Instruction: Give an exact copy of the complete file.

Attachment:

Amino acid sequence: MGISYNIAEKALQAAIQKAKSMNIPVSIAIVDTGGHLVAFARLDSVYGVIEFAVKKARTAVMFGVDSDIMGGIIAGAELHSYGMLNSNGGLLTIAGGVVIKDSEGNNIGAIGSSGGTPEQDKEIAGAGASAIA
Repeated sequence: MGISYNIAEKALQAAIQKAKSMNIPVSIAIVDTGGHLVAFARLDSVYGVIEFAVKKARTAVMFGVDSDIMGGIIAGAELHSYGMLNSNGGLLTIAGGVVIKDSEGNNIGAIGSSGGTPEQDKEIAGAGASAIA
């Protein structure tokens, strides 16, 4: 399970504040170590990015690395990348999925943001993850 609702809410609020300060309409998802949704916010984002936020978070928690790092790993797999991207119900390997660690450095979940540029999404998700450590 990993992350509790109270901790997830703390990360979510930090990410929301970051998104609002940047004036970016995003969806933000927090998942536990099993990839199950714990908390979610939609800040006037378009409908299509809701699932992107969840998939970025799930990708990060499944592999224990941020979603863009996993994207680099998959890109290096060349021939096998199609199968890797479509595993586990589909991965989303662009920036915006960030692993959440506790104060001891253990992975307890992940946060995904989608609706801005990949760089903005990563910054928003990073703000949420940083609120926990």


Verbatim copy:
Amino acid sequence: MGISYNIAEKALQAAIQKAKSMNIPVSIAIVDTGGHLVAFARLDSVYGVIEFAVKKARTAVMFGVDSDIMGGIIAGAELHSYGMLNSNGGLLTIAGGVVIKDSEGNNIGAIGSSGGTPEQDKEIAGAGASAIA
Repeated sequence: MGISYNIAEKALQAAIQKAKSMNIPVSIAIVDTGGHLVAFARLDSVYGVIEFAVKKARTAVMFGVDSDIMGGIIAGAELHSYGMLNSNGGLLTIAGGVVIKDSEGNNIGAIGSSGGTPEQDKEIAGAGASAIA
């Protein structure tokens, strides 16, 4: 399970504040170590990015690395990348999925943001993850 609702809410609020300060309409998802949704916010984002936020978070928690790092790993797999991207119900390997660690450095979940540029999404998700450590 990993992350509790109270901790997830703390990360979510930090990410929301970051998104609002940047004036970016995003969806933000927090998942536990099993990839199950714990908390979610939609800040006037378009409908299509809701699932992107969840998939970025799930990708990060499944592999224990941020979603863009996993994207680099998959890109290096060349021939096998199609199968890797479509595993586990589909991965989303662009920036915006960030692993959440506790104060001891253990992975307890992940946060995904989608609706801005990949760089903005990563910054928003990073703000949420940083609120926990």